Another low morning object.  Rises on 1st at 02.05 and only gets to 12 degrees in the south as the sky brightens.  On the night of 22nd/23rd the 82% Moon passes the planet. They are closest while they are still below the horizon but should be visible in the pre-dawn sky, when they are separated by about 2 degrees.  On 31st it rises a few minutes after midnight and reaches 14 degrees in the south by dawn.

Uranus:  in Aries, mag 5.9.
Not visible this month. On 1st it rises only 10 minutes before the Sun and appears separated from it by 7 degrees.  By 31st it rises over an hour before Sunrise but is still well below the horizon when the sky begins to brighten.

Neptune:  in Aquarius, mag 7.9.
Its position is improving slightly but not yet enough to make it observable.  On 1st it rises at 04.17 but is 5 degrees below the horizon as dawn breaks. By 31st it rises at 02.19 but still doesn't quite clear the horizon before the sky brightens.

Dwarf Planets

Ceres: in Ophiuchus, mag 7.6.
The nearest and brightest of the dwarf planets is the only one which orbits in the Asteroid Belt, rather than the much more distant Kuiper Belt.  However it is very low throughout May but might possibly be visible through a small scope from a site with a low southern horizon.  On 1st it rises at 22.53 and culminates, 19 degrees in the south, at 03.21.  It reaches opposition on the morning of 29th when it culminates at 01.08, slightly lower at 18 degrees but brighter at mag 7.0.  It moves into Scorpio on 30th and ends the month rising at 20.33 and culminating at 00.58, still no higher than 18 degrees.

The other dwarf planets are much too faint and too distant to be anything other than photographic targets - and that only for very experienced  astrophotographers.

Pluto: in Sagittarius, mag 14.7.
Still too low to be successfully imaged, reaching a maximum altitude of 14 degrees in the south.

Eris: in Cetus, mag 18.8.
The cause of Pluto's demotion (sorry, that should say reclassification), appropriately named after the goddess of discord, is below the horizon during the hours of darkness this month.

Haumea:  in Bootes, mag 17.3.
On 1st it is at an altitude of 43 degrees in the SE as the sky darkens, culminating at 00.50.  By 31st it should be visible a few minutes before midnight, at an altitude of 51 degrees in the SW,  and remains well positioned for a couple of hours after midnight.

Makemake:  in Coma Berenices, mag 17.1.
On 1st it should be a good photographic target from about 22.15 when it is 43 degrees above the SE horizon, reaching its highest point just over an hour later. On 31st it culminates soon after sunset, and is at 53 degrees in the south west around midnight.

A few small asteroids reach opposition in May, all in Libra.  They are all between mag 9 and 10 so should be visible in amateur scopes.

11th;   8 Flora,  mag 9.7, reaches 26 degrees in the south at 01.19

14th:  11 Parthenope,  mag 9.5, reaches 25 degrees at 01.15

20th;  20 Massalia, mag 9.7, reaches 17 degrees at 00.46

For exact positions of these, and all Solar System objects at any time see
And, for information on major planets

Meteor Showers

The main shower this month, the eta Aquarids, is much better seen from the southern hemisphere.  It is active between April 19th and May 28th, peak on the night of 5th/6th, ZHR 40 but far fewer from our latitude as the radiant is so low in the sky - it doesn't get above the horizon until just before dawn on that day.  The shower is said to show enhanced activity for about a week either side of the peak and the IMO says that there could be a couple of lesser peaks this year, one on 4th from 04.00 to 10.00 and the other on 6th between 12.00 and 20.00 - neither of which are likely to be much use to us.  These are swift moving meteors, parent comet the most famous of all - Halley.  The good news is that there is no Moon interference this year so, if you have clear skies,an unobstructed eastern horizon and a reliable alarm clock,, it might be worth looking between 01.30 and 03.30 on the morning of 6th.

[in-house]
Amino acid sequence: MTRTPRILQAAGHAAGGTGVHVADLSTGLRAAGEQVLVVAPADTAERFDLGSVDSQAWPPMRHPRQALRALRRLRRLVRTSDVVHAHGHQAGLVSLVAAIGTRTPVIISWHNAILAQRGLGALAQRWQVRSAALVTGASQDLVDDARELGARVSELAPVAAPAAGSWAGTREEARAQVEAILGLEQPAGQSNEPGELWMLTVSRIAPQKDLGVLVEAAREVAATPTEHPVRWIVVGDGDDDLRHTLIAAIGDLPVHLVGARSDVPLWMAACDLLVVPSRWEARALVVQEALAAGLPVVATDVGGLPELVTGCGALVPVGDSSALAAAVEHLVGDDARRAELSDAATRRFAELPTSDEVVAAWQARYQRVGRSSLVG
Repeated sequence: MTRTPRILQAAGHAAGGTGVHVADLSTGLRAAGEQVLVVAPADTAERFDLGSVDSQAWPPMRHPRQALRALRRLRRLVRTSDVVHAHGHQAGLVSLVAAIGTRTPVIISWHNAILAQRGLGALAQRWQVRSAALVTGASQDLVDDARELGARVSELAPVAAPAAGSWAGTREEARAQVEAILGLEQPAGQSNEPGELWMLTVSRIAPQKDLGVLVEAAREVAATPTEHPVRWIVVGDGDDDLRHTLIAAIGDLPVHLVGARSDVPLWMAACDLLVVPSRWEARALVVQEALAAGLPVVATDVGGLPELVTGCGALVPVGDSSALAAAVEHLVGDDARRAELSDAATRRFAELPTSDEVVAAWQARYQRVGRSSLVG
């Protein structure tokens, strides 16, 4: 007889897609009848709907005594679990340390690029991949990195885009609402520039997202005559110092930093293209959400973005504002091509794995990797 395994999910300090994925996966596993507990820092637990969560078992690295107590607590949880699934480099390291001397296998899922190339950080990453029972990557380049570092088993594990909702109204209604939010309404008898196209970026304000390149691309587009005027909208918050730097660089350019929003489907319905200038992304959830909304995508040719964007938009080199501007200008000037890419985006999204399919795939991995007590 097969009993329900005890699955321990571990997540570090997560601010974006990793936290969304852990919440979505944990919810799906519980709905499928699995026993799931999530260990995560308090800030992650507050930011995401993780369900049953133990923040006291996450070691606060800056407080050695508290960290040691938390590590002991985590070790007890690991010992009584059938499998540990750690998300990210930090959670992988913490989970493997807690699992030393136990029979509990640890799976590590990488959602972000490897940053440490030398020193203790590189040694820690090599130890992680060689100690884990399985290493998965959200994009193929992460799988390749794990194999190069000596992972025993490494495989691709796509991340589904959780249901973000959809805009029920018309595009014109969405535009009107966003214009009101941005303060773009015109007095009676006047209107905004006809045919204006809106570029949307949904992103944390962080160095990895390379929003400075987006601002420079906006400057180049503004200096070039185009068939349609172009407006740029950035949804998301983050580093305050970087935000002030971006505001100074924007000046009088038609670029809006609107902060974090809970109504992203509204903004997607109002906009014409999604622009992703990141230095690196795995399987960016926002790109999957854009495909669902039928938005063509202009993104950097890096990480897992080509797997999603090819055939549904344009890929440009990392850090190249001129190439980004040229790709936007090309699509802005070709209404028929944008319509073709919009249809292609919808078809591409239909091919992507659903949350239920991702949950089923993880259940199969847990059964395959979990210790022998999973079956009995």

Eta Lyrids:  active May 3rd to 14th, peak May 9th,  ZHR 3  (though some sources say it could be as high as 7).  These meteors, originating from debris left by comet C/1983H1 IRAS-Araki-Alcock, are best seen between 2am and dawn.

Alpha Scorpiids, active 20th April to19th May, peak 13th (or maybe 15th) ZHR 5.  Another one better seen from further south as the radiant is very low in our sky.  These are faint meteors, derived from asteroid 2004 BZ74.

The antihelion source may produce a few meteors in May, particularly towards the end of the month  The radiant moves through the northern part of Scorpio into southern Ophiuchus during May.  ZHR 2 - 4.

And there are a few daytime showers this month.  these can only be detected using radio or radar.  If anyone here does happen to have the right equipment for this,  full details can be found on the International Meteor Organisation website:


46P/Wirtanen and 38P/Stephan-Oterma are both still around and both still above the horizon for most of the night. They are in roughly the same area of the sky, moving between Leo and Leo Minor, however they are now very faint.  Wirtanen is expected to end the month around mag 16, Stephan-Oterma at 14.  

And finally
The big news last month was the first photograph of a black hole - or to be more accurate the first photo of the radiation surrounding a black hole.  Now is a good time to ty to spot its host galaxy, M87, a large elliptical located in Virgo.  It is situated between Virgo and Leo (lies on the line between between epsilon Virginis and beta Leonis, aka Denebola). It has an apparent magnitude of around 8 (sources vary as usual) and is classified as E1, meaning it isn't far off circular.  It is about 53.5 million light years from Earth and contains trillions of stars.  Of course, no scope can see the black hole, amateur scopes won't even be able to pick out the huge jets which emanate from it,  but the galaxy itself should be easy to find.